Promotional photo for Me and Juliet
(Courtesy of the company)
Promotional photo for Me and Juliet
(Courtesy of the company)
The musical comedy action here this month is slightly off the beaten West End track. The lesser-known Oscar Hammerstein II-Richard Rodgers Me and Juliet is being revived at the Finborough (October 5-30). Thom Southerland helms this backstage narrative from which the 50's chart ballad "No Other Love" emanates. In Southwark at the Union, Paul Foster is directing the Betty Comden-Adolph Green-Jule Styne Bells Are Ringing (through October 23). Set in an answering-service office where an employee soft-soaps a client successfully, it's an adorable comedy romance, when done correctly. "Just in Time" comes from this one.

New plays this frame start with Ena Lamont Smith's Men Should Weep at the National's Lyttelton (October 18-November 7). Sharon Small is featured as the mother of a family living in a tenement and surviving with as much grace as can be mustered. Chicago writer Brett Neveu's Red Bud makes a pit stop at the Royal Court's Jerwood Theatre Upstairs (October 21-November 13). Five drinking buddies have a reunion that doesn't fare extraordinarily well. In the Jerwood Theatre Downstairs, is Nina Raines' Tribes (October 14-November 13) in which a raucous family carries on and only the deaf son listens well. Kika Markham, Harry Treadaway and Stanley Townsend head the ensemble.

Ivan and the Dogs by Hattie Naylor is at the Soho (October 12-November 6). It's the true story of a boy in the deprived (and depraved?) 1990's Moscow streets. Novecento is another of the Donmar Warehouse's productions at the Trafalgar Studios (October 28-November 11). It follows the tale of the title character's developing jazz career. Alessandro Barrico is the author and Roisin McBrinn the director.

Heading the revival docket is Clifford Odets' The Country Girl (October 6-February 26, 2011) at the Apollo, directed by resourceful Rufus Norris and headlined by Martin Shaw as the alcoholic actor making a comeback and Jenny Seagrove as the dowdy wife hoping to help him achieve his goal. There's also J. B. Priestley's wonderfully wise When We Are Married at the Garrick (October 19-February 2, 2011). The four middle-aged couples going through tests to their bonds include Maureen Lipman, Susie Blake, David Horovitch and Michele Dotrice. Sarah Kane's harrowing Blasted is at the Lyric Hammersmith (October 22-November 20). It's about the end of the world or what might as well be.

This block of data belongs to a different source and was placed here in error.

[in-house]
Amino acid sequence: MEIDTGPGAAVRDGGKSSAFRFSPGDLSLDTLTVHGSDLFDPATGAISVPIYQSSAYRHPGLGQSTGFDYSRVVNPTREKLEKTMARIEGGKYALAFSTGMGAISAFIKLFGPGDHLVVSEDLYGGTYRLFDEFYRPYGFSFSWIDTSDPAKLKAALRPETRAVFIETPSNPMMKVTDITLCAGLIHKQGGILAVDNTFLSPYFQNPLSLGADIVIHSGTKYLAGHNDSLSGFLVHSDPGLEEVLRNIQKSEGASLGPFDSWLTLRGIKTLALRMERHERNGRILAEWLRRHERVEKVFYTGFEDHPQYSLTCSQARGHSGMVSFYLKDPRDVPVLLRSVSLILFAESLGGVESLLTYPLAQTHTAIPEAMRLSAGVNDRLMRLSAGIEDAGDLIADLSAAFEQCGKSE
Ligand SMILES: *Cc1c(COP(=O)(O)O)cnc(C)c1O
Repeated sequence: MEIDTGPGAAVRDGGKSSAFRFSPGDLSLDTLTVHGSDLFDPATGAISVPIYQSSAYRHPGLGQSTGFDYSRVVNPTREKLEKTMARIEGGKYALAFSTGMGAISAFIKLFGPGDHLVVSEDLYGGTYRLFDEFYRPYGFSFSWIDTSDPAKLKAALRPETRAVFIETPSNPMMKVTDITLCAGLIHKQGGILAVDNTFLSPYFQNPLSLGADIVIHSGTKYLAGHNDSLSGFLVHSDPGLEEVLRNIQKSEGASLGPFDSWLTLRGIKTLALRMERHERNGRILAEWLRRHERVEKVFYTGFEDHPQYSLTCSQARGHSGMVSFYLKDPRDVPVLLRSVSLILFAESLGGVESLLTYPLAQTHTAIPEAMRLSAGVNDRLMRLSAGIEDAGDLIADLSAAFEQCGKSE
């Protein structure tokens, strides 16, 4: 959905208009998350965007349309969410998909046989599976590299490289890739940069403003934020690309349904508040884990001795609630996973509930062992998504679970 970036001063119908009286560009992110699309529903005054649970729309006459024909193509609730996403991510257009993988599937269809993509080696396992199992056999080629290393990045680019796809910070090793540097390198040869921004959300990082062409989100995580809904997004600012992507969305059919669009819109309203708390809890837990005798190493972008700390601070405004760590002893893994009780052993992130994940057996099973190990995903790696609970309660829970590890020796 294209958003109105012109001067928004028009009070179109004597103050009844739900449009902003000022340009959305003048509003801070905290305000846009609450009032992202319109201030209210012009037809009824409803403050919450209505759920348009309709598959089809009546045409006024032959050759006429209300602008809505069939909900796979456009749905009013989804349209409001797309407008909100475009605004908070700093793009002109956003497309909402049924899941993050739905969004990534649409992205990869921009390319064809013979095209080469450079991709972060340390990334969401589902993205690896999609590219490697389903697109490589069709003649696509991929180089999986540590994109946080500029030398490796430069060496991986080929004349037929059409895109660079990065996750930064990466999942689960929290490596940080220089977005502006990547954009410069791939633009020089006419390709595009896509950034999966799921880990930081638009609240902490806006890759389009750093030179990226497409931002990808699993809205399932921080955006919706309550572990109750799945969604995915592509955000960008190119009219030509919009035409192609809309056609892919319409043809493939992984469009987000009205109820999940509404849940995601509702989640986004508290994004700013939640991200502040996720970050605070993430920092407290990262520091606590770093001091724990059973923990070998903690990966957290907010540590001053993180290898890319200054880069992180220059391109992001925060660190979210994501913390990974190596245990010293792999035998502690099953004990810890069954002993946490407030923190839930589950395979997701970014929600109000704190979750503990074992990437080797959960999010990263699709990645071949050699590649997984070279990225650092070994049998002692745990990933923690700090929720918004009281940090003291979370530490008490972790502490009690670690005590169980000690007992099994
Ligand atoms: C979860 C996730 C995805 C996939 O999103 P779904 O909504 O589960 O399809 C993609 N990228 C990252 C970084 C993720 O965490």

Kids could go for Parachutists Or On the Art of Falling at the Barbican (October 21-28). It's children's theater that offers physics lessons so smoothly, no one will notice they're being educated until the final fade-out. The youngsters might also go for Horrible Science at the UCL Bloomsbury (October 5-16). Nick Arnold's work is adapted for the stage by Mark Williams and tells the exploits of young Billy Miller and his trouble with the laboratory world.

A hop, skip and leap away at the Greenwich in Greenwich is The Nightmare Room (October 12-16). John Goodman adapted the piece from the Arthur Conan Doyle story about marital problems that get very scary, indeed. Look into a short trip Wimbledon way where Tim Firth's Calendar Girls is making a brief, amusing stop (October 25-30). And why not check out the Orange Tree in Richmond, where The Company Man (October 6-November 5) by Adam Bernard will deal with a long-married couple, played by Bruce Alexander and Isla Blair, looking back on their life during one particularly busy weekend.